Monday, January 16, 2012

Resolution road: Incomplete

The veterinarian was the subject of a story I was working on, but I'd met him once before at a Halloween party where we'd all drank far too much. I think he'd passed out around three that morning, crumpled up in a pile on a couch with his girlfriend.


He had a nice house, an interesting collection of pets and a vast array of hobbies: an old car, RC gadgets, music and different remodeling projects.

Everything was kept very orderly, but it was all in that vague middle of completion with no real end in sight. Some of the projects, like the car, he'd been working on for years; since he was a teenager. Most of them, at the pace he was following, would take years before they were finished, if ever.

None of this really troubled him. He joked about how this was kind of his nature, but it didn't worry and the man was anything but lazy or distracted. Everything was being taken care of as needed and as it suited him.

I kind of admired the peace the man had with what were, essentially, things he chose to do. There was no real deadline. Everything would get done when it got done. If he never finished, that was okay, too. The point wasn't necessarily the finished product. In almost everything he did, nothing was ever going to be entirely and permanently finished anyway.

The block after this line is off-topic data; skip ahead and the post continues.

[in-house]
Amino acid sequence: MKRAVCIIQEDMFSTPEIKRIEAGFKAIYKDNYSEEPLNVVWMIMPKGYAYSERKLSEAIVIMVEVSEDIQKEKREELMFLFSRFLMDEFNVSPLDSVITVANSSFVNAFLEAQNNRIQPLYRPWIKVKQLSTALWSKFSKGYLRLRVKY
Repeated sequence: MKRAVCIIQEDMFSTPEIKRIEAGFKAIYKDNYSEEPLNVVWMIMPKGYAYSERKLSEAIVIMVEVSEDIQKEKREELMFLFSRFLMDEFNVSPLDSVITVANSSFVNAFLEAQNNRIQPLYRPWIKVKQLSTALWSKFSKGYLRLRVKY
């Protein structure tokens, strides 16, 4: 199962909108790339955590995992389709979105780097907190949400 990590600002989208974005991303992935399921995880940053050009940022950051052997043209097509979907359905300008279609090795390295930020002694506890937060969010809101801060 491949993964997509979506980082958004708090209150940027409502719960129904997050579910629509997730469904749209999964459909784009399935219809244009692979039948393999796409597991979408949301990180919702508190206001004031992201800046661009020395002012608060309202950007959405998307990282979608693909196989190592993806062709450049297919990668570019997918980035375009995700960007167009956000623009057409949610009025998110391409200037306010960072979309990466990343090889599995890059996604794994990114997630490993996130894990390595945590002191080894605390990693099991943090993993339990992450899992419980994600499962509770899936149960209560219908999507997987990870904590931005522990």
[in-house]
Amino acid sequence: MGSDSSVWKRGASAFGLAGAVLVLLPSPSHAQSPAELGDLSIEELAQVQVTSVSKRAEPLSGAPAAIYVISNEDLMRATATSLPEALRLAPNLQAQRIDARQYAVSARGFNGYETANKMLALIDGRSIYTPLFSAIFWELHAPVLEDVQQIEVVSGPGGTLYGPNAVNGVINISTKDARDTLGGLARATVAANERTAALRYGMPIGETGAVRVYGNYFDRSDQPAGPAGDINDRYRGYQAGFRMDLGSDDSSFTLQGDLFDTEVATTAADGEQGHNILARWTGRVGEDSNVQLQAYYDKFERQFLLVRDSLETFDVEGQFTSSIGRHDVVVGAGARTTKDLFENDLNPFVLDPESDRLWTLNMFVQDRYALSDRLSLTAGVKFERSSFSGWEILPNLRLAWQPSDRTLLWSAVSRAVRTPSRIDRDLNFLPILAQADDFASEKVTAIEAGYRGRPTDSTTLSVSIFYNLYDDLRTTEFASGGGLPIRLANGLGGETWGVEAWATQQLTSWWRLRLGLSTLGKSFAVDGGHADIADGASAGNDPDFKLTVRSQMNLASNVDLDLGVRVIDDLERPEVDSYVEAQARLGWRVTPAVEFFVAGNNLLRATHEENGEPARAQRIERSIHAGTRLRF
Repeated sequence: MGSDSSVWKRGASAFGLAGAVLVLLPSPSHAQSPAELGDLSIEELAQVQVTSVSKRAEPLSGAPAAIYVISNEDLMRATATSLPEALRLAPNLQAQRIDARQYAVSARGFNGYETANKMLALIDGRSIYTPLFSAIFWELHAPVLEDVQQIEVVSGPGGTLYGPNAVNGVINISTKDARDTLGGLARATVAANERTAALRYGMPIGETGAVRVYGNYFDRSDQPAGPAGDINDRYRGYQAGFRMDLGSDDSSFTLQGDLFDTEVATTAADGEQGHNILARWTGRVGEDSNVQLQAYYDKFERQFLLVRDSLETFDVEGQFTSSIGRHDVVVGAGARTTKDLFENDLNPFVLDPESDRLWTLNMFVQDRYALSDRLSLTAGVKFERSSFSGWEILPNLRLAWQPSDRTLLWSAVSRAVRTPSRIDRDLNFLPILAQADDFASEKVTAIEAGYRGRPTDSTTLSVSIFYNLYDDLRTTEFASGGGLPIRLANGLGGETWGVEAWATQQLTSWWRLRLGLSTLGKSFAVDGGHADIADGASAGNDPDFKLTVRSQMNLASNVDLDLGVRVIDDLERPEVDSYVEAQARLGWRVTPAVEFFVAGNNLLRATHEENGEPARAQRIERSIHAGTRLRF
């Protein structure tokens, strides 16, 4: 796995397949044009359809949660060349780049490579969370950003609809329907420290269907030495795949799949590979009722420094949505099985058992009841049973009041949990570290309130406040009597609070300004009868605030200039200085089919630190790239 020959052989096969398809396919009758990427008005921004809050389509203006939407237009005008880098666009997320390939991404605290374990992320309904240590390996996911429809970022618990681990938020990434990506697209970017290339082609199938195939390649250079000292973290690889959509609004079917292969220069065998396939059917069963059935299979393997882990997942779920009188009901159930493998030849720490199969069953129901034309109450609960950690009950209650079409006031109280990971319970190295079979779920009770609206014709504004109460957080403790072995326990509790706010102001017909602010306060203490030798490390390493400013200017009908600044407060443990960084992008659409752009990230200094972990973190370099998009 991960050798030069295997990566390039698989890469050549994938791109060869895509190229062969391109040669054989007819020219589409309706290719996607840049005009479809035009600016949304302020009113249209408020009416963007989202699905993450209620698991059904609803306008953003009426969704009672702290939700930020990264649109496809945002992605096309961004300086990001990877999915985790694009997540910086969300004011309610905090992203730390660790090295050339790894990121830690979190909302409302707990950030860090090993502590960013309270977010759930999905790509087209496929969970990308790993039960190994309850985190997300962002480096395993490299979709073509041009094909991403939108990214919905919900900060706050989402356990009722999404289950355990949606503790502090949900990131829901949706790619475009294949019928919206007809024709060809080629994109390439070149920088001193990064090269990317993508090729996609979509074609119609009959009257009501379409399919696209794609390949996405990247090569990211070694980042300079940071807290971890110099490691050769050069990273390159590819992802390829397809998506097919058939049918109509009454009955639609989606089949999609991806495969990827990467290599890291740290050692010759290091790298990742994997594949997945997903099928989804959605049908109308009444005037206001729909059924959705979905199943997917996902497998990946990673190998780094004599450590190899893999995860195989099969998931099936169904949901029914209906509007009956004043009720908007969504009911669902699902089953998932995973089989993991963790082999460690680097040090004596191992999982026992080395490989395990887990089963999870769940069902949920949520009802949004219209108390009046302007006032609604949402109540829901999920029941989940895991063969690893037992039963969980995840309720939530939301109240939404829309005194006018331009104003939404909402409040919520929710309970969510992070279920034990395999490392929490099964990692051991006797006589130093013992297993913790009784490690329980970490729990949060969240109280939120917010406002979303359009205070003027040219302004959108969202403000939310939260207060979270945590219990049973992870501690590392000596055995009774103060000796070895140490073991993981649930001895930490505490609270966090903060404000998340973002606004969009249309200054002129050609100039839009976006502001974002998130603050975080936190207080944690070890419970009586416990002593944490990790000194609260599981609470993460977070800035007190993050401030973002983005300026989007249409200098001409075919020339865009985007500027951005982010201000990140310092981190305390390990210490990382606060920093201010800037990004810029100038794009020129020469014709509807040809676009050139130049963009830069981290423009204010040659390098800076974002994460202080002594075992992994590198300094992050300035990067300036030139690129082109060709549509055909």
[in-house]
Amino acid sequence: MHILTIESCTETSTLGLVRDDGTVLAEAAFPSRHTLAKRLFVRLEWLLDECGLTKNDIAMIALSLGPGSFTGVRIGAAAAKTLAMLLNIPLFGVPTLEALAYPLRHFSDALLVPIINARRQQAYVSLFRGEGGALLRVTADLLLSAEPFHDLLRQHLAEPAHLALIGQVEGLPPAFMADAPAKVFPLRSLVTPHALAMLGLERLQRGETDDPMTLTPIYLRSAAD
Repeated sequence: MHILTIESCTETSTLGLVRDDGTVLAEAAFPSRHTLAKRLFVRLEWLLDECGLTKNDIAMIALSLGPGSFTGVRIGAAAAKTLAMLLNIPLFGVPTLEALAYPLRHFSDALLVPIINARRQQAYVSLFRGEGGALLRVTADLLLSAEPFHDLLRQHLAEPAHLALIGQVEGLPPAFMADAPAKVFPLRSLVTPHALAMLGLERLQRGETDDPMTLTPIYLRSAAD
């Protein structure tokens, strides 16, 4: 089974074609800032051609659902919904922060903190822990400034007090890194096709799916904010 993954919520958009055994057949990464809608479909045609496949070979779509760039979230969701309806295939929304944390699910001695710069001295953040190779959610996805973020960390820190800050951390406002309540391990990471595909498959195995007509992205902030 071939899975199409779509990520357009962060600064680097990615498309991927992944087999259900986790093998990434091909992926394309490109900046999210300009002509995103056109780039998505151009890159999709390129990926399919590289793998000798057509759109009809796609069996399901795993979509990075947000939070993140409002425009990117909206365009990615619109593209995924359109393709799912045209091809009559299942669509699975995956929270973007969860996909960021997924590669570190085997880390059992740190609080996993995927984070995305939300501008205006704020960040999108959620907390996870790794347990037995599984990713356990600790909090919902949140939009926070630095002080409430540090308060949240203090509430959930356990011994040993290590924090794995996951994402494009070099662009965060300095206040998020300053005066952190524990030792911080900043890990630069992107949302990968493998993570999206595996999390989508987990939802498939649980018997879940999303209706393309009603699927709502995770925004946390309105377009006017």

He was learning things, exploring and finding his way. I liked that.

So... another resolution. Take the incomplete sometimes, especially with things that aren't mandatory. Nobody is grading.

Thursday, January 12, 2012

Resolution road: Sleeping on it

The posting in Freecycle read, "Queen sized mattress and box springs," and I almost fell over in my chair. Months ago, as part of a big used furniture buy, I'd landed a Queen size bed frame. The only problem was: I had a full size bed. It was too small.

Still, I'd managed to jury rig the thing, got it off the floor and that was a start, but it was still a little awkward. The ends poke out too far. I've hit my ankle on the lower half three or four times and one night out of five, I wake up with my head crammed down the space between the bed and the wall.

The posting said the mattress was in good shape. It just needed to be cleaned.

Free was too good to pass up. So, I put a claim on it and the owner told me I could have it.

"Just come pick it up."

Easy enough.

So, I borrowed a truck and in the dark of night went to get it. The little house was located at the top of a steep hill. Looking down from the top, I noticed the shiny new guard rail at the bottom and wondered how often that got replaced.

Just a guess, but every other winter.